Selmasongs: Music from the Motion Picture Soundtrack Dancer in the Dark is the first soundtrack album by Icelandic musician Björk. It was released on September 18, 2000, by One Little Indian Records to promote and accompany the film Dancer in the Dark. In the film Björk starred as Selma Ježková, a Czech immigrant who has moved to the United States. The album features classical arrangements, as well as melodies and beats composed of sounds from mundane objects, such as factory machines and trains.
Notably, some of the song lyrics on the album are substantially different from the songs in the film, the most pronounced example being "Scatterheart". The album omits the vocals of actors David Morse, Cara Seymour and Vladica Kostic. Some lyrics were rewritten, perhaps to prevent spoiling crucial plot details, since the soundtrack was released in stores before the movie opened in theaters, or to make the record flow better as a stand-alone album. In particular, on the song "I've Seen It All", Thom Yorke performs the words sung by Peter Stormare in the film. In addition, the track "My Favourite Things" does not appear on the album at all.
The track "I've Seen It All" was nominated for an Academy Award for Best Original Song, and was released as a promotional single in 2000. For the track, Björk made a "webeo" with director Floria Sigismondi that premiered on September 1, 2000 on MTV.com. It used a shorter version of the song that the singer recorded specifically for the webeo.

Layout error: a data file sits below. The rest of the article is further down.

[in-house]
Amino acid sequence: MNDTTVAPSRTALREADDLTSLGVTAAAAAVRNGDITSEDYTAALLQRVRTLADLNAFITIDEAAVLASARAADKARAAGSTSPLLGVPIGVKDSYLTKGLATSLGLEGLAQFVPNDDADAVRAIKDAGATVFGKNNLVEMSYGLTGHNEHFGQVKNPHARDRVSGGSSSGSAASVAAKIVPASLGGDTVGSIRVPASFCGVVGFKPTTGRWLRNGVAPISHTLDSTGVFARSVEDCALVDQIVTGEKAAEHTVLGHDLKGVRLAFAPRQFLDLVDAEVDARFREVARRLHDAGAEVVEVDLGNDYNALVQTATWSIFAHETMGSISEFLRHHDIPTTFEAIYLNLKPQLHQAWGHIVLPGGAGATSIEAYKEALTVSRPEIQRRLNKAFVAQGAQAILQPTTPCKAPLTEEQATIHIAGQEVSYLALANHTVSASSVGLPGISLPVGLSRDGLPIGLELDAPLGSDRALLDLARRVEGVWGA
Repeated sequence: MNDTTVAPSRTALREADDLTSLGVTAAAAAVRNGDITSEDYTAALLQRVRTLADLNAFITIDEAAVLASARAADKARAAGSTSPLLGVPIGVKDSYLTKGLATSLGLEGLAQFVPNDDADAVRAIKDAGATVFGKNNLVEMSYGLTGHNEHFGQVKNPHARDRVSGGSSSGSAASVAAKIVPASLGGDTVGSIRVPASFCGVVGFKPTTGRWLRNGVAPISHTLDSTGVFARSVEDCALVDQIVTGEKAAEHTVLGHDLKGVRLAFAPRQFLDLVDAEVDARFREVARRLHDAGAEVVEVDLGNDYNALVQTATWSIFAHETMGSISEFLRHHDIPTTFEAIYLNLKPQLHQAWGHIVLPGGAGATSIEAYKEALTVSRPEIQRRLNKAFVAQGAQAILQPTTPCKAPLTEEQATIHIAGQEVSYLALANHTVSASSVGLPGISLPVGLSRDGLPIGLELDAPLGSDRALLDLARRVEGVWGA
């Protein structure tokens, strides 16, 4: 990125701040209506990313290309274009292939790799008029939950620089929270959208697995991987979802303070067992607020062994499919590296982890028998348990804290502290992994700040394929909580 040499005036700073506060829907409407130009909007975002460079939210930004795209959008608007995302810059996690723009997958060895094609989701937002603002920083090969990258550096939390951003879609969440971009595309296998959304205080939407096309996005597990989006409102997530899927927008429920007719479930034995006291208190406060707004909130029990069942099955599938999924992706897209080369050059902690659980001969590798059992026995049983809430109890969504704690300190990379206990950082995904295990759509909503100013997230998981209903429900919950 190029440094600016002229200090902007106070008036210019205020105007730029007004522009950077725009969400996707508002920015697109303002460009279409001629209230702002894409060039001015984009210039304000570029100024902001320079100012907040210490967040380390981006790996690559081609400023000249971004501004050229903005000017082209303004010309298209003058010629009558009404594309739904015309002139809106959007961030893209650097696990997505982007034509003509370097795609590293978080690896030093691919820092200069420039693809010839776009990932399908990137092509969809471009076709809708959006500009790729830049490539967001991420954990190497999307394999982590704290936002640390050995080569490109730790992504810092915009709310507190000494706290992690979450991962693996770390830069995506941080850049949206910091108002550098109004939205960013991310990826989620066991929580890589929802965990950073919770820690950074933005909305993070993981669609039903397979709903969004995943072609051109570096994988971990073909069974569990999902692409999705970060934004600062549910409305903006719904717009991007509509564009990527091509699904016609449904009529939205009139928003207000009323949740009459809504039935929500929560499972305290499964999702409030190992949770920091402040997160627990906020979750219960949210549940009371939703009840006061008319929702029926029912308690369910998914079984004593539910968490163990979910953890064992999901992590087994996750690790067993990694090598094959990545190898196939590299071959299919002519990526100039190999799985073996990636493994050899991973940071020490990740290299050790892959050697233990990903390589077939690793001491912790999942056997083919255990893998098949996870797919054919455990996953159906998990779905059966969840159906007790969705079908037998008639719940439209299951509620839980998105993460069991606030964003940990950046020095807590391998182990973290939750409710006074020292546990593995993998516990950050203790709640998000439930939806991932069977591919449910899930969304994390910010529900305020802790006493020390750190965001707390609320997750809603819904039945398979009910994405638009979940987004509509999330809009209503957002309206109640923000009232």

Björk, who was known primarily as a musician, had rarely acted before, and has described the process of making this film as so emotionally taxing that she would not appear in any film ever again. She had disagreements with the director over the content of the film, wanting the ending to be more uplifting. She later called Trier sexist. Deneuve and others have described her performance as feeling rather than acting. Björk has said that it is a misunderstanding that she was put off acting by this film; rather, she never wanted to act but made an exception for Lars von Trier. The musical sequences were filmed simultaneously with over 100 digital cameras so that multiple angles of the performance could be captured and cut together later, thus shortening the filming schedule.
At Metacritic, which assigns a normalised rating out of 100 to reviews from mainstream critics, the album received an average score of 76, based on 20 reviews, which indicates "generally favorable reviews". Heather Phares from AllMusic gave a positive review, commenting, "Selmasongs' best tracks are poignant, inventive expressions of Björk's talent and Selma's daydreams and suffering. [...] Selmasongs paints a portrait of a woman losing her sight, but it maintains Björk's unique vision". While giving a "C–" grade, David Browne from Entertainment Weekly noted that "the melding of drum and bass rhythms and panoramic classical orchestrations is as sonically impressive as it was on 1997's Homogenic. But something here brings out the most precious and irritating aspects of Björk's elfin voice", but "yet Selmasongs is mostly show tunes on Ecstasy, and you keep praying for a police raid".
^"Bjork launches celluloid comeback". BBC News. 2005-11-02. Retrieved 2006-12-22. Bjork vowed never to act again after making Dancer in the Dark in 2000, despite winning a best actress prize at the Cannes Film Festival.